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Samuel Kissinger

Special Education Reading and English Language Arts Teacher

Work History

June 2015Present

Special Education Teacher

Desert Mountain School - Deer Valley USD (AZ)

Working with students with a variety of special needs including Autism, Intellectual Disability and specific learning disabilities. Accommodating or modifying curricula and assessments as needed. Providing students with specialized instruction based on students' needs and ability levels. Team teaching with General Education teachers to ensure acquisition of necessary skills.  Data tracking to help guide instruction. 

Aug 2014May 2015

Special Education Reading and English Language Arts Teacher

Barry Goldwater High School - Deer Valley USD (AZ)

Implementing the Read 180 curriculum. Teaching the Standards-Based English Language Arts curriculum to 9th and 10th grade Special Education students. Ensuring students receive proper accommodations and modifications. Assisting with a variety of community service projects.

Jul 2011May 2014

Teacher of Students with Autism

Highland High School - Albuquerque (NM) Public Schools

Working with students with autism displaying severe to moderate maladaptive behaviors. Developing pro-social skills to increase opportunities for employment, post-secondary education and independent living. Emphasis on social communication, life skills, real-world academics and employment skills. Working to curb inappropriate behavior by utilizing peer-reviewed behavior modification and communication strategies and techniques.

Aug 2010Jun 2011

Special Education English Teacher

Highland High School - Albuquerque (NM) Public Schools

Classroom teacher for two special education high school English classes and one General Education class. Responsibilities included following curriculum; teaching reading, writing and the writing process through the exploration of literature relevant to students in the 21st century.

Jul 2009Jul 2010

Reading Support Teacher

Americorps VISTA, Humboldt Elementary School, Humboldt, AZ

Developed strategies targeting specific needs of individual students in the Literacy Enrichment Lab. Building a base of volunteers, raising visibility in the community and fundraising.


Aug 2011May 2013

Special Education Teaching Certification

Central New Mexico College

Dean’s List Spring 2013

Aug 2003May 2008

BA English, Secondary Teacher Certification

Montclair State University (NJ)

My Teaching Philosophy

My teaching philosophy is based on positivity, trust, self-empowerment and dignity. Because students with special needs do not always understand their value to society, my teaching philosophy aims to help them see what they can offer the world. I help them learn to see the world positively, then expose them to safe real-world situations where they can practice practical skills. This develops self-empowerment and trust in themselves, and a positive feedback loop is created.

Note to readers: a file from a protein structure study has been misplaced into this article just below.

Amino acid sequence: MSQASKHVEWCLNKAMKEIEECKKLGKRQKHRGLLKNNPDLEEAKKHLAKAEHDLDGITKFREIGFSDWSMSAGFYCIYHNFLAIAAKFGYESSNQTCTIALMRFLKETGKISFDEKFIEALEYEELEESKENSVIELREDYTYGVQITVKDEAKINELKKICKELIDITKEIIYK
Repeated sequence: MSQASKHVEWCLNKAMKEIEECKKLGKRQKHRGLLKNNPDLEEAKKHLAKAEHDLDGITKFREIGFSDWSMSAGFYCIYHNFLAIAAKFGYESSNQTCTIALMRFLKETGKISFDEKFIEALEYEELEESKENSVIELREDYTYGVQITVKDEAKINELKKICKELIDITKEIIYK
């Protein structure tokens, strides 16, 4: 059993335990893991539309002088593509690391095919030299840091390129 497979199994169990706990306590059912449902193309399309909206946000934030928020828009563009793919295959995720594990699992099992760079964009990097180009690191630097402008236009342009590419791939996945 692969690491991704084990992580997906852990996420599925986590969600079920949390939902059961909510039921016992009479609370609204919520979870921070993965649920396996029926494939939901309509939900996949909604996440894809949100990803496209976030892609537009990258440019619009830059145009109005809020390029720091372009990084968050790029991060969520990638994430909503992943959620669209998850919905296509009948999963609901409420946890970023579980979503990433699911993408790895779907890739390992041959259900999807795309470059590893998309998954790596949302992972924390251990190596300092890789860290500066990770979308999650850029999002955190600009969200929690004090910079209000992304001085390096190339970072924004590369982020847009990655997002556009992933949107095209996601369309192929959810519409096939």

My Interests, and How they Help Me Teach

My two biggest interests are training horses and training in Shaolin Kung Fu.

Each has helped me with my teaching. Training horses has helped me understand teaching behavior better. Much of working with horses is based on an ABA-style of immediate positive feedback. Also, because horses feed off the energy projected by the trainer, my work with horses has helped me be aware of my reactions to different situations, which helps me stay even-keel and keep my frustration or stress in check.

I am currently a Brown belt in Shaolin Kung Fu. Training in this ancient Martial Art has given me tools to help me manage my stress as well as a fun way to exercise my mind and my body. Where horses have helped me be mindful of my emotions, Kung Fu has given me tools to manage those emotions. The use of meditation breathing techniques helps me through stressful situations and I think there are many easy techniques that would be very helpful for students who have difficulty with releasing their own frustrations appropriately.

I also enjoy outdoors activities, writing, and collecting comic books and records.

My Journey From New Jersey to Arizona

I graduated from Montclair State University (New Jersey) in May 2008, with a BA in English and a Secondary Teaching Certification. After graduation, I landed a position as an Editorial intern for Discover Magazine, a national publication. Following the end of my internship I became an Americorp VISTA (Volunteers In Service to America) member in July 2009, and served at Humboldt Elementary School in Humboldt, AZ; there I helped organize and run a literacy program.

At the end of my year of VISTA service in the summer of 2010, I moved to Albuquerque, NM. Once in Albuquerque, I was hired to be a one-on-one classroom aide for a student with Autism at Highland High School. Later that same year, I was promoted to teach a Special Education English class.

After that year ended in July 2011, I transferred to a brand new Autism-specific school, the Highland Autism Center. I worked there for a year, and moved, at the suggestion of the Autism Center administrator, to a new Autism-specific class at Highland High School (the two schools share a campus). I have been in my current position, teaching an Autism-specific class at Highland High School for two years. My wife and I moved back to Arizona in June 2014, where I currently work at Barry Goldwater HS as a Reading/English Language Arts teacher for grades 9 and 10.